See Rock City - finally we did!

May 20, 2018  •  Leave a Comment

For decades I remember driving along the interstate and seeing signs on barn roofs, on billboards, and a few others places - they all said "See Rock City".  You know, the traditional red barn, and on the roof the words "See Rock City" were painted.  While we were staying at Cloudland Canyon State Park, we drove around and I saw little arrows (not barns) that pointed the way to "Rock City".  So what the heck, we had our dogs with us, but let's go see what it's about and then decide, should we go see Rock City?

I saw a young man leaving the park that looked like he just finished his shift - Jim, ask him what it's about (please).  So he did and the big question was, "Are you dog friendly? We have our dogs with us right now." - Wow - he said, did I hear that correctly - Yes!  So for all you people out there that might be travelling with a canine, this is a place you can enjoy and your dog will too.

I'll have to say, Jimbo and Abby were probably the only dogs there this late afternoon and there were more than one group of people asking if they could either pet our dogs or have a photograph taken with them.  Guess they were a bit of a rare occasion.  The entire park is a 3/4 mile loop through gardens, rocks, caverns, and fun things that make for an interesting time.

As we walked through the park, they have signs that provide some information.  This one told us how the area was initially discovered back on August 28, 1823, (that's they day before my birthday - a different year of course!).  "In 1823, Two Missionaries named David Butrick and William Chamberlain came to the Lookout Mountain area to minister to the Native Americans. On August 28, 1823, Reverend Butrick made an entry in his dairy stating, 'In company with Mr. Chamberlain, I ascended Lookout Mountain to visit a citadel of rocks.' He went on to describe the immense size of the boulders, which seemed to be situated in such a way 'as to afford streets and lanes.'" (that's the entire verbiage quoted from the sign at the park).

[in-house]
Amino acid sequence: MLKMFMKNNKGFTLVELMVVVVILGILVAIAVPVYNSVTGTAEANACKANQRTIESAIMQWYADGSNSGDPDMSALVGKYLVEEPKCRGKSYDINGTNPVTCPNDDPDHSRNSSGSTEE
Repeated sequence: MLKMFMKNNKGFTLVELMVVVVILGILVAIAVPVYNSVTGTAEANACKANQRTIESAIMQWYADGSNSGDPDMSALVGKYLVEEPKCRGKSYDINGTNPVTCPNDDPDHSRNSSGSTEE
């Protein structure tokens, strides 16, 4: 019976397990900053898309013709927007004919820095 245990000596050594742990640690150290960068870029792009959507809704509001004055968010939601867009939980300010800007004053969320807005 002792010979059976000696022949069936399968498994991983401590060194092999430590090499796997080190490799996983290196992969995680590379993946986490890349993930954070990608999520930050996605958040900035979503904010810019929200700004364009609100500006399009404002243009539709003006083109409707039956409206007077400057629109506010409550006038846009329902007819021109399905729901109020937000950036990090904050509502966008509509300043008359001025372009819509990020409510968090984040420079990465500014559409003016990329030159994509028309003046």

The owners opened "Rock City Gardens" to the public on May 21, 1932, during the Depression.  Here's a few photographs from our walk through Rock City.  As we entered, we see a water wheel on one side (below) and lots of rocks with some small waterfalls on the other side.  This looks like a nice peaceful late afternoon time to visit - not a lot of people and all the school children have gone back to school and/or home.

Frieda Utermoehlen Carter incorporated gnome statues into her gardens within Rock City. Later they were moved to their own area in Fairyland Caverns, and now you can see dozens of them throughout the park. See how many you can count here at Gnome Valley and all along the Enchanted Trail!  (we didn't count, you will have to do that) Jim took a photograph of the gnome that was flying a plane - I think that was his favorite of the gnomes.  They say the gnome life expectancy is 400 years!  I guess they will be here for some time to come.

Goblins Pass was the first underpass (or tight squeeze) I remember on the enchanted trail.  Before us where several people and one of them looked to be at least 6'5" if not 7' - I'm sure he had fun.  I'm 5'5", so I didn't have any issues.